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Mediapart Mon 30 Nov 2015 30/11/2015 Latest edition

Michel de Pracontal

Journaliste scientifique, j'ai travaillé à Science et Vie, à L'Evénement du Jeudi, et au Nouvel Observateur (de 1990 à 2009). Je suis aussi auteur de plusieurs livres dont le dernier, Kaluchua, est paru au Seuil en 2010. Sur twitter: @MicheldePrac.

View his profile in the club

Ses Derniers articles

  • What France’s state of emergency means in practice

    Nov 16, 2015 | By Michel de Pracontal

    French President François Hollande announced a nationwide state of emergency on Saturday, granting the government exceptional powers in the wake of Friday’s terrorist attacks in and around Paris that left at least 132 people dead. The powers initially last for 12 days, and Hollande announced on Monday he will seek parliamentary approval to prolong it for a period of three months. So just what are the special powers announced on Saturday? Michel de Pracontal explains.

  • The reasons behind France's recurrent deadly floods

    Oct 19, 2015 | By Michel de Pracontal
    © Reuters © Reuters

    Earlier this month, exceptional rainfall caused flash floods in south-east France that swept through the streets of towns and villages, killing 20 people and causing an estimated 500 million euros of damage. It was the latest in a long list of major catastrophic flooding disasters in the country over the past 27 years. As Michel de Pracontal reports, neither fate nor surprise events explain the causes, but rather the incapacity of public authorities to tackle the prevalent dangers, due in no small part to both rampant urbanisation and bureaucratic nonsense.

  • Migration study finds dramatic rise in numbers leaving France

    Oct 14, 2015 | By Michel de Pracontal

    The numbers of people leaving France to live abroad has risen dramatically over the past eight years in comparison to the numbers of those taking up residence in the country, according to a study published this week by the French National Institute of Statistics and Economic Studies. The institute also found that immigration now accounts for a relatively small proportion of the growth in the French population. Michel de Pracontal reports.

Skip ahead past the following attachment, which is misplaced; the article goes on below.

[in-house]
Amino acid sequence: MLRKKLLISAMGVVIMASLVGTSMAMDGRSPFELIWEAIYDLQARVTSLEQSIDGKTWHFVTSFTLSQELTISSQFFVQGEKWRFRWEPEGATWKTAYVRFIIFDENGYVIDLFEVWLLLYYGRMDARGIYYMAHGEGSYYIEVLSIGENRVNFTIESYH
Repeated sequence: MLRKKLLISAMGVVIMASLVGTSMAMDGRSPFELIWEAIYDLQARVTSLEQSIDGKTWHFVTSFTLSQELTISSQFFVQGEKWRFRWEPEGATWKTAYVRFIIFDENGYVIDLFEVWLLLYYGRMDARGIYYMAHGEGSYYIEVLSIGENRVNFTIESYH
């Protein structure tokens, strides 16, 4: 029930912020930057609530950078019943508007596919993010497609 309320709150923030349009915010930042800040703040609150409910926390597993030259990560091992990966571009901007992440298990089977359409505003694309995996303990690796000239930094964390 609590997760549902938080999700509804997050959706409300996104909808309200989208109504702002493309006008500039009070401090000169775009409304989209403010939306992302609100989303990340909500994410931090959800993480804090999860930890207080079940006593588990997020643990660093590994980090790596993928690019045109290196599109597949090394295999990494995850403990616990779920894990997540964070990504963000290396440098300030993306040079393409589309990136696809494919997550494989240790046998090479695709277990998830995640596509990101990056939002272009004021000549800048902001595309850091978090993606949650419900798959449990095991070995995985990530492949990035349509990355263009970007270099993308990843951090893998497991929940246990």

• Report slams Pasteur Institute for loss of SARS virus tubes - and finds it also lost a freezer storing them

    Jun 20, 2014 | By Michel de Pracontal

    Earlier this year it was revealed that the Pasteur Institute had lost more than 2,300 vials containing the potentially deadly SARS virus that were stocked on its premises in Paris. Mediapart has gained access to a confidential report of the investigation launched into the blunder, and from which it emerges that not only the vials went missing, but also the boxes and a freezer in which they were stored. The investigation contradicts the institute’s claim that the missing virus samples were no longer dangerous, and says that access to where they were kept was alarmingly insecure. Michel de Pracontal details the findings.

  • French breast implant scandal – what the surgeons knew

    Mar 16, 2014 | By Michel de Pracontal
    Prothèse PIP défectueuse © ReutersProthèse PIP défectueuse © Reuters

    The breast implant scandal in which faulty implants with sub-standard silicone gel were supplied to women all around the world revealed how the French company PIP that made them fiddled safety inspections to avoid being found out. Mediapart has since exposed the extent to which the French medical watchdog was slow to react to this growing scandal. Now, based on previously unpublished documents, this website can disclose that years before the PIP affair came to light many of the surgeons who bought and used the implants for patients were concerned at the substandard nature of the product – and that some unsuccessfully tried to raise the alarm. Michel de Pracontal reports.